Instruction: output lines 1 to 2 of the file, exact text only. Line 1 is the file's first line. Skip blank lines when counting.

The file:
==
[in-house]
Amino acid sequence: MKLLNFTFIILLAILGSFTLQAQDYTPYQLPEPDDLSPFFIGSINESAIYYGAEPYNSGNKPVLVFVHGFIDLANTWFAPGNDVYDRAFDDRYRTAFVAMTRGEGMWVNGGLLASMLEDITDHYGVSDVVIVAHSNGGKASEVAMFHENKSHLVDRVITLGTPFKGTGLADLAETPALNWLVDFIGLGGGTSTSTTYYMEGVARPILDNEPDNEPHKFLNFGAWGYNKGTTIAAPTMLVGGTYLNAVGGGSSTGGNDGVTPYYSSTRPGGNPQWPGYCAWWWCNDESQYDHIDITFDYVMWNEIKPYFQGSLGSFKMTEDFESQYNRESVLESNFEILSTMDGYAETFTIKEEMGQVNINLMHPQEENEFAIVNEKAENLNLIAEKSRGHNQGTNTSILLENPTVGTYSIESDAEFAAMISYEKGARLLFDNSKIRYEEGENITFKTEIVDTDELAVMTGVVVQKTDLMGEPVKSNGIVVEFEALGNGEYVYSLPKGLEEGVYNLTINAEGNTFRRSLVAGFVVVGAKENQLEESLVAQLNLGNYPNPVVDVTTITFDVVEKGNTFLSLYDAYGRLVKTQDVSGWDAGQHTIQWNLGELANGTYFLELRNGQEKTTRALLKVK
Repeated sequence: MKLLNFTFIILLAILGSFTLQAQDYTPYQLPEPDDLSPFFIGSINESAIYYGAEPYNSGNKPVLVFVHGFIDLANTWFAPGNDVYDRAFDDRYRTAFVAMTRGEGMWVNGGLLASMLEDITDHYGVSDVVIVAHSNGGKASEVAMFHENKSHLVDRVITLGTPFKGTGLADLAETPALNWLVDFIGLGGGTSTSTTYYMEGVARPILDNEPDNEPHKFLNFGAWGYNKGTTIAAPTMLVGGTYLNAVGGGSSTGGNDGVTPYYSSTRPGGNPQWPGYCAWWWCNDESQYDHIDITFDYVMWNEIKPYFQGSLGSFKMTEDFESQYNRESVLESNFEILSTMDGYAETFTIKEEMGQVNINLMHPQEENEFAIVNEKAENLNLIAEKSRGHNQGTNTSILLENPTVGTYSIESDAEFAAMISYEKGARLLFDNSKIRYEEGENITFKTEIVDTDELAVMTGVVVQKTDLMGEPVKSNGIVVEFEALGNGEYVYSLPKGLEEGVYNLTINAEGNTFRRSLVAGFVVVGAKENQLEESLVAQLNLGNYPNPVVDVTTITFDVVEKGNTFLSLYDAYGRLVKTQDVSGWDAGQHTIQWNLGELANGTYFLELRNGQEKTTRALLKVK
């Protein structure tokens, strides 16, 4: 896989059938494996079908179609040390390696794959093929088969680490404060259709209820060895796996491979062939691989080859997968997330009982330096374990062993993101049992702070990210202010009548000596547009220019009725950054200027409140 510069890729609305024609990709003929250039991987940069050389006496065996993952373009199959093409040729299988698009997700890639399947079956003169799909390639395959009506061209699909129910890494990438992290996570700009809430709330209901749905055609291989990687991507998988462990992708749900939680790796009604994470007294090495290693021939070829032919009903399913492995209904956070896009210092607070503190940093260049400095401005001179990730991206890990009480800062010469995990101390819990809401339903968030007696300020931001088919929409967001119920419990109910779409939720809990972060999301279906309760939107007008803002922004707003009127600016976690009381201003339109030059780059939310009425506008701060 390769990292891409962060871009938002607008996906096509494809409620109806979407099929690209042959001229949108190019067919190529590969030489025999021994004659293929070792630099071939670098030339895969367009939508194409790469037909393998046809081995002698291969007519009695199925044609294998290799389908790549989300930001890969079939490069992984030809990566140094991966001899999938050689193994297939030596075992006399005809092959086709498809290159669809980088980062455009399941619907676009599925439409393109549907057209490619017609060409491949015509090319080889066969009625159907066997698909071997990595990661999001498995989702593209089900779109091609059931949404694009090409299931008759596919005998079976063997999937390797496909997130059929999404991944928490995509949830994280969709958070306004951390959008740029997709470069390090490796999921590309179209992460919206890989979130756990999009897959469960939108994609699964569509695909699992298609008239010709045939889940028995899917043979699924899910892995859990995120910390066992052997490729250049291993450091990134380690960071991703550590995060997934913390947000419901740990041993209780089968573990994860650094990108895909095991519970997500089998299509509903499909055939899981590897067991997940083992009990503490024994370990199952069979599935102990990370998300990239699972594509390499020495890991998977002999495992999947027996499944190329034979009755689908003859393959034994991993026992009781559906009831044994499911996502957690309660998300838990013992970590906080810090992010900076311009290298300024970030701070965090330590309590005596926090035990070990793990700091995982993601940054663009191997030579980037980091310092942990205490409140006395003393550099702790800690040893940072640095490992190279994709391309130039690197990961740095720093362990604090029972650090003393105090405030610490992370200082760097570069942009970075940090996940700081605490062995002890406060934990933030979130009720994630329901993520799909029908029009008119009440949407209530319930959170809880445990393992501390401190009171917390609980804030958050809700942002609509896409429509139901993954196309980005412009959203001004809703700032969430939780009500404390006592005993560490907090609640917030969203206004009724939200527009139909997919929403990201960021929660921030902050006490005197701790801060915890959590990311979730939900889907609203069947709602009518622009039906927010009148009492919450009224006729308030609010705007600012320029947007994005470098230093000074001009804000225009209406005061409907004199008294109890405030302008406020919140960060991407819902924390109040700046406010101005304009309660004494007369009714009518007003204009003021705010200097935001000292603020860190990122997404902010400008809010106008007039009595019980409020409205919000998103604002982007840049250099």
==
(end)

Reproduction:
[in-house]
Amino acid sequence: MKLLNFTFIILLAILGSFTLQAQDYTPYQLPEPDDLSPFFIGSINESAIYYGAEPYNSGNKPVLVFVHGFIDLANTWFAPGNDVYDRAFDDRYRTAFVAMTRGEGMWVNGGLLASMLEDITDHYGVSDVVIVAHSNGGKASEVAMFHENKSHLVDRVITLGTPFKGTGLADLAETPALNWLVDFIGLGGGTSTSTTYYMEGVARPILDNEPDNEPHKFLNFGAWGYNKGTTIAAPTMLVGGTYLNAVGGGSSTGGNDGVTPYYSSTRPGGNPQWPGYCAWWWCNDESQYDHIDITFDYVMWNEIKPYFQGSLGSFKMTEDFESQYNRESVLESNFEILSTMDGYAETFTIKEEMGQVNINLMHPQEENEFAIVNEKAENLNLIAEKSRGHNQGTNTSILLENPTVGTYSIESDAEFAAMISYEKGARLLFDNSKIRYEEGENITFKTEIVDTDELAVMTGVVVQKTDLMGEPVKSNGIVVEFEALGNGEYVYSLPKGLEEGVYNLTINAEGNTFRRSLVAGFVVVGAKENQLEESLVAQLNLGNYPNPVVDVTTITFDVVEKGNTFLSLYDAYGRLVKTQDVSGWDAGQHTIQWNLGELANGTYFLELRNGQEKTTRALLKVK